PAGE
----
I was troubled by Sassaman's attitude, too, but he was visibly a man in an untenable situation, commissioned to engage simultaneously in "nation-building" (winning hearts and minds) and in military operations (losing hearts and minds), all the while making sure to protect his men to the best of his ability. He has lost two of those men, including the captain killed the previous week on the base, and so was predisposed to see anyone who gave him trouble as one of the "bad guys" (as everyone here seems to call the insurgents). And the lawyers weren't making it any easier on him with their complaints about things Sassaman couldn't control.
Most of my empathy for Col. Sassaman dissolved the next day, however, when Sami and Mohaned's father paid us an unexpected visit. Since phones still don't work in
How can one understand Sassaman's actions and what do they say about the
Was Sassaman lying to us about other things as well? Is he, in fact, interacting with Iraqis, meeting people on the street, baking bread in their homes, as he claimed? What about the elections they organized? The lawyers insisted to us that the local people did not recognize the new mayor. Was the election, then, just a sham? Did Sassaman really "ask for the key" when he raided houses? Was he actually retraining his soldiers to be kinder and gentler occupiers?
Perhaps Sassaman was just lying to us, but I suspect the answer is more complicated than that. My guess is that he was telling us the truth as he saw it. Occupying armies have to tell themselves (and so others) certain kinds of truth; they have to see their actions through certain lenses if they are to maintain a sense of themselves as good people helping others. If our delegation of Americans had interviewed Sassaman without the lawyers present, we would have heard only his truth and come home with his story. It would have seemed then that the occupation -- the American military itself -- was well on its way toward rebuilding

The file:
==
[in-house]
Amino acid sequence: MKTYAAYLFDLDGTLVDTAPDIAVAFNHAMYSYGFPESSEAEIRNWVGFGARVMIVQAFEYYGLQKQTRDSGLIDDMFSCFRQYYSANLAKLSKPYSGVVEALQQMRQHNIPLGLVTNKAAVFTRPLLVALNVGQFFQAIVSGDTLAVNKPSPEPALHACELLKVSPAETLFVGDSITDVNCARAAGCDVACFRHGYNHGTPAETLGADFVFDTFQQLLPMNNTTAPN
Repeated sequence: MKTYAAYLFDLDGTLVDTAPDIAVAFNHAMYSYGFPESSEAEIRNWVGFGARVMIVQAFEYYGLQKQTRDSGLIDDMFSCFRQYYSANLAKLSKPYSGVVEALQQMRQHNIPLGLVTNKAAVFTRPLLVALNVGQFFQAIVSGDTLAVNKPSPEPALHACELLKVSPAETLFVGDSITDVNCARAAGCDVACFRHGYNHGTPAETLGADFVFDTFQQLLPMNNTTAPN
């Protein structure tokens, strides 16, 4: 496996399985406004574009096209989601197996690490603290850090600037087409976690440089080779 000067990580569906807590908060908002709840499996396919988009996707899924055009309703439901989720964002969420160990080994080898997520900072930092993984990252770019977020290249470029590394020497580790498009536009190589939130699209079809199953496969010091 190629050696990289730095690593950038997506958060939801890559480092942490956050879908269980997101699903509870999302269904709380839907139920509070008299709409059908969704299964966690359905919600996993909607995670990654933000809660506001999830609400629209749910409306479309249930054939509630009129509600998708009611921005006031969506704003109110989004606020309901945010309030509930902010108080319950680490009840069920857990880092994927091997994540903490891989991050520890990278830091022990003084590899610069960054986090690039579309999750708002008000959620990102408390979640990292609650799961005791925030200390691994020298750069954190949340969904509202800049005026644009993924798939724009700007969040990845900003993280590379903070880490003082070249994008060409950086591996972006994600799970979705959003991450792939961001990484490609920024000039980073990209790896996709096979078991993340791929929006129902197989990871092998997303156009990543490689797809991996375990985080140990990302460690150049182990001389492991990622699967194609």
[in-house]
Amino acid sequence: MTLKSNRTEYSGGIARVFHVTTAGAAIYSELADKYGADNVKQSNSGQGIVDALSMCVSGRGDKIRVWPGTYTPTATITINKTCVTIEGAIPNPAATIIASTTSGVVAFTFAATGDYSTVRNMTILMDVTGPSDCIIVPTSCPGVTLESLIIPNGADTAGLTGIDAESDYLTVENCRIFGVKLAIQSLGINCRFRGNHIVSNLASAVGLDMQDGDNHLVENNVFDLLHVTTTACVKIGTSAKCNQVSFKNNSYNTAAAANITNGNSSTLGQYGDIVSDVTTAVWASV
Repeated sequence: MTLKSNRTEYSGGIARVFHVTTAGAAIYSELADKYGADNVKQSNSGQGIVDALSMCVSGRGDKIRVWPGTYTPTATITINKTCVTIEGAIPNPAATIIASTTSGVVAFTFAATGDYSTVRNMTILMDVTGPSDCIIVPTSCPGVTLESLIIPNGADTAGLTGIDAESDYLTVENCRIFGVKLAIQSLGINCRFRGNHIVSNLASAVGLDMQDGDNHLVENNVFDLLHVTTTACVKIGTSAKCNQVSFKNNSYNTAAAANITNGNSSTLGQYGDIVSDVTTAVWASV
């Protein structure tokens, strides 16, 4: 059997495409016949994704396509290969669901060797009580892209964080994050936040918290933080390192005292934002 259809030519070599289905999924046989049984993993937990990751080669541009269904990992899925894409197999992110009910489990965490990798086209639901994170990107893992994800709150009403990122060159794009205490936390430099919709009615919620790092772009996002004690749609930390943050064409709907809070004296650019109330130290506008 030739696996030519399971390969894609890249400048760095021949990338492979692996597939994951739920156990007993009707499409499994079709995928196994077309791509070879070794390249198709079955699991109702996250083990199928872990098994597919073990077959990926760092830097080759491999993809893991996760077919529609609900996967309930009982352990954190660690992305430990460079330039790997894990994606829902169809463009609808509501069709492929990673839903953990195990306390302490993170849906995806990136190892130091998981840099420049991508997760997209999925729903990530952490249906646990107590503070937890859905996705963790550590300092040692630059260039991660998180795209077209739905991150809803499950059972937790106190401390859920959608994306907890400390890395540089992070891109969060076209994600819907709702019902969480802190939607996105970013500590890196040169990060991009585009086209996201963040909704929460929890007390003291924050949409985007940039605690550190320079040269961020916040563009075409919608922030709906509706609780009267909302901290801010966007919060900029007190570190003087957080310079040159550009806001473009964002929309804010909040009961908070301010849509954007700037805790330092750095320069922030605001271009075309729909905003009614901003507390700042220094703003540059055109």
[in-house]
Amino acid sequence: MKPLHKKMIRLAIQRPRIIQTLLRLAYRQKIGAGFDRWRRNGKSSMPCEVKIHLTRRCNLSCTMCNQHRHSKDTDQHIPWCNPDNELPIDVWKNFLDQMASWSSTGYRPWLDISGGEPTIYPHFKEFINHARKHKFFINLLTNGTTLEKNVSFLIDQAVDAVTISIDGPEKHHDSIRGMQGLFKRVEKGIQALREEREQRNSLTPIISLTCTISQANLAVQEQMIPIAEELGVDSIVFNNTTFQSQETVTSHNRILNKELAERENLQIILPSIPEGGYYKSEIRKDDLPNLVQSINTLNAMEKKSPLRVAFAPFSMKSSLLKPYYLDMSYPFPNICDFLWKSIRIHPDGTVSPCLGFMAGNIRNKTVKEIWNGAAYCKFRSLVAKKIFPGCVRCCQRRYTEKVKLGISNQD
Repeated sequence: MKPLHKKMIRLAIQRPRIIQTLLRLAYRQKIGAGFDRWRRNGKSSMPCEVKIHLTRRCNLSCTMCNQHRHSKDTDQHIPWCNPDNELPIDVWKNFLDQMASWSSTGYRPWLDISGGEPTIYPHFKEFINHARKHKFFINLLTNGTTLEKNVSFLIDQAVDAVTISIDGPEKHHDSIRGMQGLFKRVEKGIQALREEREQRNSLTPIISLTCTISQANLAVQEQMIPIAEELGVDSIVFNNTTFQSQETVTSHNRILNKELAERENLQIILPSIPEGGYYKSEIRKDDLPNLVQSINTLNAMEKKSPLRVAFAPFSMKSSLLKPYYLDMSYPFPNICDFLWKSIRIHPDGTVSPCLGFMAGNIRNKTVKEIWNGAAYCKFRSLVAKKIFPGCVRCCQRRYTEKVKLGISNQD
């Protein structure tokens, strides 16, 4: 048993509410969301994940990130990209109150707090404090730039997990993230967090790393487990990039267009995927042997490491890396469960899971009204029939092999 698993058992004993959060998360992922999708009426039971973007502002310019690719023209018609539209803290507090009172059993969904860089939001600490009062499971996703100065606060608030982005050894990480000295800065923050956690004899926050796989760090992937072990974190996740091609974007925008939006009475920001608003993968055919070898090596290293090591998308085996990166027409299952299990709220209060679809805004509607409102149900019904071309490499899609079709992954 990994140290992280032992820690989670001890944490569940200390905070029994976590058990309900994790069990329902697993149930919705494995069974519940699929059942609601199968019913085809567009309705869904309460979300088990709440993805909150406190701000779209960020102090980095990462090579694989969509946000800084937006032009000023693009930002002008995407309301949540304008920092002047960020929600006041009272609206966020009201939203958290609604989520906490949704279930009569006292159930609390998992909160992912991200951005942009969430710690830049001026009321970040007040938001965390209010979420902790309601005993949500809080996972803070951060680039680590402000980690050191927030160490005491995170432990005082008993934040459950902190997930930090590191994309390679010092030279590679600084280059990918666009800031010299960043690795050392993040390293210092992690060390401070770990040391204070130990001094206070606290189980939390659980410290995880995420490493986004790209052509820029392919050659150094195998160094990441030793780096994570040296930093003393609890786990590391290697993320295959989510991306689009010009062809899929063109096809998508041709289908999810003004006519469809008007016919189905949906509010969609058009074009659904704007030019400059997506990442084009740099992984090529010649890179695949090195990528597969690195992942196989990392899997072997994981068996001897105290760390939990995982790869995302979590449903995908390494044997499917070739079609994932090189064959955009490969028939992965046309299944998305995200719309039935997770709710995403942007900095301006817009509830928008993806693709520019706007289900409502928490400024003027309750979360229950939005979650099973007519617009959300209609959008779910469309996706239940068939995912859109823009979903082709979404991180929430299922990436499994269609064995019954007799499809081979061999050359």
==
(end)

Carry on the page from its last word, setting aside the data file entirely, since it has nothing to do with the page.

Only by holding the stories of the Iraqi lawyers next to the colonel's stories, only by placing the Iraqi lawyers physically next to the colonel did a fuller truth emerge, the truth of the violence of occupying forces. The lawyers not only told us a different truth; they, unfortunately, also pushed Col. Sassaman into enacting it for us.
"Under Saddam," one of the lawyers had said, "there were certainly many human rights abuses. So, at the beginning, we were pleased to receive the Coalition Forces and even welcomed the use of force to remove Saddam. But now they treat us badly. Now, things are no different from under Saddam. The Coalition Forces have become the dictators."
Virtually everyone I talked to in
There is an absolute difference between military occupation and peacekeeping. There is simply too much violence in an occupation for genuine peacekeeping to occur. As long as the
Postscript: Only on returning to the United States and Googling the name Nate Sassaman did I discover that the colonel already had achieved a level of notoriety here by commenting recently to journalists, "With a heavy dose of fear and violence, and a lot of money for projects, I think we can convince these people that we are here to help them."
Copyright C2004 David Hilfiker
David Hilfiker MD worked with both rural and inner-city low-income people for twenty-five years. He is co-founder of Christ House, a medical recovery shelter for homeless men, and founder of Joseph's House, a home and community for homeless men with AIDS. He is the author of three books, including Urban Injustice: How Ghettos Happen and numerous articles on poverty and other subjects. No longer in active medical practice, he is a writer, lecturer and teacher. He lives with his wife in
[This article first appeared on Tomdispatch.com, a weblog of the Nation Institute, which offers a steady flow of alternate sources, news, and opinion from Tom Engelhardt, long time editor in publishing and author of The End of Victory Culture and The Last Days of Publishing.]